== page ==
Pitt Researcher’s Lawyers Argue Some Evidence Should Be Thrown Out
PITTSBURGH (KDKA) — Lawyers for a University of Pittsburgh researcher, who is accused of poisoning his wife, were in court Thursday arguing that some of the evidence in his upcoming trial should be tossed out.
Prosecutors say 65-year-old Dr. Robert Ferrante ordered cyanide from his lab at Pitt just before his wife, 41-year-old Dr. Autumn Klein, died.
Ferrante looked a lot different in court today then he did on the day of his arrest.
He was clean shaven, wearing a gray flannel suit, blue shirt and yellow tie. He often smiled at his attorney and was engaged in his defense, chatting often with his team of lawyers.
On occasion he would frown at prosecutors.
Ferrante’s attorneys argued that 85 warrants and subpoenas were riddled with errors, including wrong addresses, wrong dates, no required paperwork and no file numbers.
They also argued that the University of Pittsburgh didn’t have the right to turn over Ferrante’s computer records from his Pitt lab. Records that may show he purchased cyanide, the poison that killed his wife.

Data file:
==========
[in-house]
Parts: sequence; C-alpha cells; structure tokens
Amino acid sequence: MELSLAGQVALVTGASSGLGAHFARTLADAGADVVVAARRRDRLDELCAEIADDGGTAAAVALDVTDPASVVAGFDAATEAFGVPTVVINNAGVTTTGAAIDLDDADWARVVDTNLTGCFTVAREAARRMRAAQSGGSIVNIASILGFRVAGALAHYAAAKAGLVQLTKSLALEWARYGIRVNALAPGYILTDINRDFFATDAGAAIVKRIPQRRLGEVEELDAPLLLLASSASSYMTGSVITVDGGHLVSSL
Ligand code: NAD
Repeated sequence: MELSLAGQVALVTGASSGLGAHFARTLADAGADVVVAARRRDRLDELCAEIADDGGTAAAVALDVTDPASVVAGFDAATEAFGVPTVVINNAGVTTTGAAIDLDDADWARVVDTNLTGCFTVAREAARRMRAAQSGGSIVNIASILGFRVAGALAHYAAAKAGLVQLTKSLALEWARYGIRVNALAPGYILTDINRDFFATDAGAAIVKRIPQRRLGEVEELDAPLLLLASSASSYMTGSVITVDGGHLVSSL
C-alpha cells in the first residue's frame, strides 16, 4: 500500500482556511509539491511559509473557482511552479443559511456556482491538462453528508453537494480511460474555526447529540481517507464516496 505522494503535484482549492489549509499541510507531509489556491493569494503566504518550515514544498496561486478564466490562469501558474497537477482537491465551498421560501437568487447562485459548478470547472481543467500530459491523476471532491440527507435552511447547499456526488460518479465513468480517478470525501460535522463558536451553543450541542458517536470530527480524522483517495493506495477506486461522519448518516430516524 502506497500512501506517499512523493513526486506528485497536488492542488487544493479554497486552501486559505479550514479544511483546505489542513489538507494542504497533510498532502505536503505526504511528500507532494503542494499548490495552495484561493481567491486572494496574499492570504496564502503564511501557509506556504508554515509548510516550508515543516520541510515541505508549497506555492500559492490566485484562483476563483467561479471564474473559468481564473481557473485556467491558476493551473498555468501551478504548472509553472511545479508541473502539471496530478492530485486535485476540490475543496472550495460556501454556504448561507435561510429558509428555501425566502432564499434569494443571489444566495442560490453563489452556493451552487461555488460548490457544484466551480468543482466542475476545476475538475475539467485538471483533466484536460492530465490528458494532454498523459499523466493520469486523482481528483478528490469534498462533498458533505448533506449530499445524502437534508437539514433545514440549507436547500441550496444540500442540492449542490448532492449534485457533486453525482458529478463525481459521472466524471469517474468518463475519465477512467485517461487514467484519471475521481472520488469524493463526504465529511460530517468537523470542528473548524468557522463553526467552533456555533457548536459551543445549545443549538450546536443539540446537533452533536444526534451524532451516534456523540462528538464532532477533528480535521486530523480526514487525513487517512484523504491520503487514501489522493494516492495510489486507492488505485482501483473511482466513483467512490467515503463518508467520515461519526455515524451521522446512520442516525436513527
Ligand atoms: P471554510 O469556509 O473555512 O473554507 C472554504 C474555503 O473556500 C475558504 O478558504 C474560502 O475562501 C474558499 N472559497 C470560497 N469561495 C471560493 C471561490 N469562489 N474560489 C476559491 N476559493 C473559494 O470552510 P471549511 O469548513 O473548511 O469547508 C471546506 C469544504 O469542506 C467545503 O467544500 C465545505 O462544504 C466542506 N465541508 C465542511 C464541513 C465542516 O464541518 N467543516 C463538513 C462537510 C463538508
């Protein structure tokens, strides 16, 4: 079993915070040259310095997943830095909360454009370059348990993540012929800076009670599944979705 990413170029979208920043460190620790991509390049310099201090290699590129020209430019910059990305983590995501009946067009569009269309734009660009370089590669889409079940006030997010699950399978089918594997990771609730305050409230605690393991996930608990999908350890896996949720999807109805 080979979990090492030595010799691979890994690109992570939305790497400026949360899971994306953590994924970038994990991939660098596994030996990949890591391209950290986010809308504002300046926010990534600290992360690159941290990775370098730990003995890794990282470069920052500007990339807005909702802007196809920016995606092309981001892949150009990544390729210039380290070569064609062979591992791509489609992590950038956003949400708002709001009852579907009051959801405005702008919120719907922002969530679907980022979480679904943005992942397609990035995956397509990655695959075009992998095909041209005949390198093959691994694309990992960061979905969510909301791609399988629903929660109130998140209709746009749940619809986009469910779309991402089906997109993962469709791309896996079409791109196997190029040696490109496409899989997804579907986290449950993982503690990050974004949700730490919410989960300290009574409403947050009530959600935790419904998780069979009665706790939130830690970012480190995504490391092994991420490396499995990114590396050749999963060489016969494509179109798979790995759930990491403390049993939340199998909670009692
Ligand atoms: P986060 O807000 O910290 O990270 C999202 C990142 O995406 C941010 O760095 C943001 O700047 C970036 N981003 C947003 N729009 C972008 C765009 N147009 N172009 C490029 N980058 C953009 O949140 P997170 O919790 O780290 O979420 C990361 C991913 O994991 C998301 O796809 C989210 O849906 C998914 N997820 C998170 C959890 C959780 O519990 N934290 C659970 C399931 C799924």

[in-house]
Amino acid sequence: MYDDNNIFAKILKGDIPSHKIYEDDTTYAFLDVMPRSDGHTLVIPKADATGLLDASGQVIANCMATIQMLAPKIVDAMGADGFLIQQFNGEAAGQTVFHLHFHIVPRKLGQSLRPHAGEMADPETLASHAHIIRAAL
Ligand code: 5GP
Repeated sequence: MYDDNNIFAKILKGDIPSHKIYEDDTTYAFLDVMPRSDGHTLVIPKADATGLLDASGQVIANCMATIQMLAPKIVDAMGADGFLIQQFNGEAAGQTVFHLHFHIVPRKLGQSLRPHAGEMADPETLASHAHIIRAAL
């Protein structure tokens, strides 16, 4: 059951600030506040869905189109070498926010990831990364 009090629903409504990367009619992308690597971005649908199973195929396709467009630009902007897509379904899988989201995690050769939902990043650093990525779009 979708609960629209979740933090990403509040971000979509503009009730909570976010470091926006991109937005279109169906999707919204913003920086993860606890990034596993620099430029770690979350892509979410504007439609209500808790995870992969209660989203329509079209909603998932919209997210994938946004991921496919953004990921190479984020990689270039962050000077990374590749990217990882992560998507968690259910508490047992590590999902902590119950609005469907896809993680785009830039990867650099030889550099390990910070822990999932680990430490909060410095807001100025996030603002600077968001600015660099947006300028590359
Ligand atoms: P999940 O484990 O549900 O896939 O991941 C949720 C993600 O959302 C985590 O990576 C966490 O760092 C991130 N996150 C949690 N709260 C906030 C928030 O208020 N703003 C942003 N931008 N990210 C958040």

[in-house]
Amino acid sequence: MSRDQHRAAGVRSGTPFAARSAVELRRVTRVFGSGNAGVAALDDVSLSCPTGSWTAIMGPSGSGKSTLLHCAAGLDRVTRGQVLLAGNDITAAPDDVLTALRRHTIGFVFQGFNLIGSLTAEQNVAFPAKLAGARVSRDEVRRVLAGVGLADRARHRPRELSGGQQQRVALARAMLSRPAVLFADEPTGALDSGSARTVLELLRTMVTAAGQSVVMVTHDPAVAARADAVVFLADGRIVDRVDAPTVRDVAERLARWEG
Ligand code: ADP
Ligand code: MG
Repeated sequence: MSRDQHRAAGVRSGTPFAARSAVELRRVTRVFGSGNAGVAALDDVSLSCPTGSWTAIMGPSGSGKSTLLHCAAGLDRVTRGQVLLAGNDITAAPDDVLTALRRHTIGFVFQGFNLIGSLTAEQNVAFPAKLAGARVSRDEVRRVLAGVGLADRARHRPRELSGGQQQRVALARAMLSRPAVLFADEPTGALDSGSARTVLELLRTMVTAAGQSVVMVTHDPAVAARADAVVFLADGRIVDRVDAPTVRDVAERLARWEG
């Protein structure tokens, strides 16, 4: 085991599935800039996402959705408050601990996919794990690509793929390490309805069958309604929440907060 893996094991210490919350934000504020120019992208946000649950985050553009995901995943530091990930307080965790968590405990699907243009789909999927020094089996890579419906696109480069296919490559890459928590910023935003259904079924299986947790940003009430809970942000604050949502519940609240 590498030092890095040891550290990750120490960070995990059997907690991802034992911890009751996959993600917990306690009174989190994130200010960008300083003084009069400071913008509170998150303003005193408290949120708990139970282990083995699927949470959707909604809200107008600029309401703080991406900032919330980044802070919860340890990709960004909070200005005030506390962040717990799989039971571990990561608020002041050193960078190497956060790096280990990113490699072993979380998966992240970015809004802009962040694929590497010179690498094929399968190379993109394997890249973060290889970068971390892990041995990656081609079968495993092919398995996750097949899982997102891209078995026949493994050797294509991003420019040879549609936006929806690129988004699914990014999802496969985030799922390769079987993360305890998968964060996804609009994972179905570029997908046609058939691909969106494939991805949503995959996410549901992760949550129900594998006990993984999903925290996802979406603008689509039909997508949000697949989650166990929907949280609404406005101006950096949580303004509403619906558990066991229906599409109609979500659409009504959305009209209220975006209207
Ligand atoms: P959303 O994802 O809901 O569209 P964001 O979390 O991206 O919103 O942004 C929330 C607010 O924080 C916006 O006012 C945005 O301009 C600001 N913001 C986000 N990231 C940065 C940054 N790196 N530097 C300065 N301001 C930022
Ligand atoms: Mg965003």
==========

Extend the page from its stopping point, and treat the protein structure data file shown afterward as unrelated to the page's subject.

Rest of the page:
But a Pitt administrator says Ferrante signed an agreement that waived his privacy on Pitt computers.
Ferrante’s trial is scheduled to begin Sept. 22. In May, the defense team’s request for an out-of-county jury was granted.
In April 2013, Klein collapsed at her home in Oakland and died at UPMC Presbyterian, where the cause of death was determined to be cyanide poisoning.
After several months of investigating, sources confirmed that Ferrante purchased cyanide a few days before his wife’s death. In July 2013, Ferrante was charged with poisoning his wife, and he was arrested in West Virginia by state police.